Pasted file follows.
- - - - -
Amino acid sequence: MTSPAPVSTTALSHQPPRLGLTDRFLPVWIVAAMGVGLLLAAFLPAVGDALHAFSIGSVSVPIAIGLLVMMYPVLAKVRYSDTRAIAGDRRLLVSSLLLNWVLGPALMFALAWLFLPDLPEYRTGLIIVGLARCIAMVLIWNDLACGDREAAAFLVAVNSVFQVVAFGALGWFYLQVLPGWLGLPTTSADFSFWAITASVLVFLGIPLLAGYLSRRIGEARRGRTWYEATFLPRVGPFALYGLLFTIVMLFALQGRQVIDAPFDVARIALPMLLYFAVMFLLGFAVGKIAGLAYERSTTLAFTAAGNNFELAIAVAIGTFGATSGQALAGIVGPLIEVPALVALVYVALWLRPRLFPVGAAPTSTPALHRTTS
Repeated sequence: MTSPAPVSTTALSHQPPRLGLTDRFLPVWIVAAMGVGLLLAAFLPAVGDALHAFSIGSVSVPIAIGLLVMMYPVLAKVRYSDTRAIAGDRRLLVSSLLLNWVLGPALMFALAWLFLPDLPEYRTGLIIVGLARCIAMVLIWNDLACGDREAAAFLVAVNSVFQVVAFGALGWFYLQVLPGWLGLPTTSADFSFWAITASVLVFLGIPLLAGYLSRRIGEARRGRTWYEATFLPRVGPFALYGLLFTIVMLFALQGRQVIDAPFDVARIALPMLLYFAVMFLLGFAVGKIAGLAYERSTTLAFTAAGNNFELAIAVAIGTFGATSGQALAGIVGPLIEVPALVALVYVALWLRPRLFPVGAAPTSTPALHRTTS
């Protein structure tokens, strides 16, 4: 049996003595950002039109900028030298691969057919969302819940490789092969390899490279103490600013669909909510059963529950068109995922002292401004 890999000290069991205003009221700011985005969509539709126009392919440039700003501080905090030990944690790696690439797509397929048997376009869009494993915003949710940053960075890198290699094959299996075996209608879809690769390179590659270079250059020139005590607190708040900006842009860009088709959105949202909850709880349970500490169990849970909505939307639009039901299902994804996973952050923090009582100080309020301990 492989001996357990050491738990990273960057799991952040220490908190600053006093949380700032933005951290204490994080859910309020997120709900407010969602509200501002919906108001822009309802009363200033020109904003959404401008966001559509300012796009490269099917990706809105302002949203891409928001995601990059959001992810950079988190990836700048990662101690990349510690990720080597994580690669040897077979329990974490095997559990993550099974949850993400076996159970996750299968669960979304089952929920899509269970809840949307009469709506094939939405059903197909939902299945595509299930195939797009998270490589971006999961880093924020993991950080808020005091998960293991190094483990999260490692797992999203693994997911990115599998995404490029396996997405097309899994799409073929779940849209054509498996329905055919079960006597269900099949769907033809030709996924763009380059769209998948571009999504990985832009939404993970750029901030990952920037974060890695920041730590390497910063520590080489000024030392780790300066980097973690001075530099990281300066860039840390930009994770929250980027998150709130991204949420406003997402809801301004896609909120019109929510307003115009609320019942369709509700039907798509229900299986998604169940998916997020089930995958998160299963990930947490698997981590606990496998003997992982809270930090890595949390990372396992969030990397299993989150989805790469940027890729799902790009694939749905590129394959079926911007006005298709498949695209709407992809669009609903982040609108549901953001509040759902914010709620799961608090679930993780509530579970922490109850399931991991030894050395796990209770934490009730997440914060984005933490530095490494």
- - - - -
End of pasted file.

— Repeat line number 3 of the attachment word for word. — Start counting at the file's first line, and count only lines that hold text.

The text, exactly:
């Protein structure tokens, strides 16, 4: 049996003595950002039109900028030298691969057919969302819940490789092969390899490279103490600013669909909510059963529950068109995922002292401004 890999000290069991205003009221700011985005969509539709126009392919440039700003501080905090030990944690790696690439797509397929048997376009869009494993915003949710940053960075890198290699094959299996075996209608879809690769390179590659270079250059020139005590607190708040900006842009860009088709959105949202909850709880349970500490169990849970909505939307639009039901299902994804996973952050923090009582100080309020301990 492989001996357990050491738990990273960057799991952040220490908190600053006093949380700032933005951290204490994080859910309020997120709900407010969602509200501002919906108001822009309802009363200033020109904003959404401008966001559509300012796009490269099917990706809105302002949203891409928001995601990059959001992810950079988190990836700048990662101690990349510690990720080597994580690669040897077979329990974490095997559990993550099974949850993400076996159970996750299968669960979304089952929920899509269970809840949307009469709506094939939405059903197909939902299945595509299930195939797009998270490589971006999961880093924020993991950080808020005091998960293991190094483990999260490692797992999203693994997911990115599998995404490029396996997405097309899994799409073929779940849209054509498996329905055919079960006597269900099949769907033809030709996924763009380059769209998948571009999504990985832009939404993970750029901030990952920037974060890695920041730590390497910063520590080489000024030392780790300066980097973690001075530099990281300066860039840390930009994770929250980027998150709130991204949420406003997402809801301004896609909120019109929510307003115009609320019942369709509700039907798509229900299986998604169940998916997020089930995958998160299963990930947490698997981590606990496998003997992982809270930090890595949390990372396992969030990397299993989150989805790469940027890729799902790009694939749905590129394959079926911007006005298709498949695209709407992809669009609903982040609108549901953001509040759902914010709620799961608090679930993780509530579970922490109850399931991991030894050395796990209770934490009730997440914060984005933490530095490494």